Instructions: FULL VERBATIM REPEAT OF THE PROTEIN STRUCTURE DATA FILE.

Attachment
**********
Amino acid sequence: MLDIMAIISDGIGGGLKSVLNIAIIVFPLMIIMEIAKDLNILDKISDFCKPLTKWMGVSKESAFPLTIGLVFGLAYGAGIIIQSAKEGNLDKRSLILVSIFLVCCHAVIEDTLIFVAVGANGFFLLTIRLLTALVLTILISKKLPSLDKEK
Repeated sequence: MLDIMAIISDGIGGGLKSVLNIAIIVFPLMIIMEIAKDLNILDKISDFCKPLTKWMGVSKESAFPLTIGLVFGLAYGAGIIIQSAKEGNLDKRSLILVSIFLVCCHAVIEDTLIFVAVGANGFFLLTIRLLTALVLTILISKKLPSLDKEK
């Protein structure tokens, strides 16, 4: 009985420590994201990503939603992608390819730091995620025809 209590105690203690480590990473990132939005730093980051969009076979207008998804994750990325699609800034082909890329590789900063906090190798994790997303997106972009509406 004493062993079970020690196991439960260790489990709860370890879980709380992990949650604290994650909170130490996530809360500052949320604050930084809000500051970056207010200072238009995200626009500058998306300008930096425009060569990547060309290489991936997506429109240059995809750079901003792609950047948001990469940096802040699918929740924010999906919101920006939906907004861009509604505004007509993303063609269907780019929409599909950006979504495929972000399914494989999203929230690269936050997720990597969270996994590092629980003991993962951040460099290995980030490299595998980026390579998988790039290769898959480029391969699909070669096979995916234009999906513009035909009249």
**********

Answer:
Amino acid sequence: MLDIMAIISDGIGGGLKSVLNIAIIVFPLMIIMEIAKDLNILDKISDFCKPLTKWMGVSKESAFPLTIGLVFGLAYGAGIIIQSAKEGNLDKRSLILVSIFLVCCHAVIEDTLIFVAVGANGFFLLTIRLLTALVLTILISKKLPSLDKEK
Repeated sequence: MLDIMAIISDGIGGGLKSVLNIAIIVFPLMIIMEIAKDLNILDKISDFCKPLTKWMGVSKESAFPLTIGLVFGLAYGAGIIIQSAKEGNLDKRSLILVSIFLVCCHAVIEDTLIFVAVGANGFFLLTIRLLTALVLTILISKKLPSLDKEK
């Protein structure tokens, strides 16, 4: 009985420590994201990503939603992608390819730091995620025809 209590105690203690480590990473990132939005730093980051969009076979207008998804994750990325699609800034082909890329590789900063906090190798994790997303997106972009509406 004493062993079970020690196991439960260790489990709860370890879980709380992990949650604290994650909170130490996530809360500052949320604050930084809000500051970056207010200072238009995200626009500058998306300008930096425009060569990547060309290489991936997506429109240059995809750079901003792609950047948001990469940096802040699918929740924010999906919101920006939906907004861009509604505004007509993303063609269907780019929409599909950006979504495929972000399914494989999203929230690269936050997720990597969270996994590092629980003991993962951040460099290995980030490299595998980026390579998988790039290769898959480029391969699909070669096979995916234009999906513009035909009249």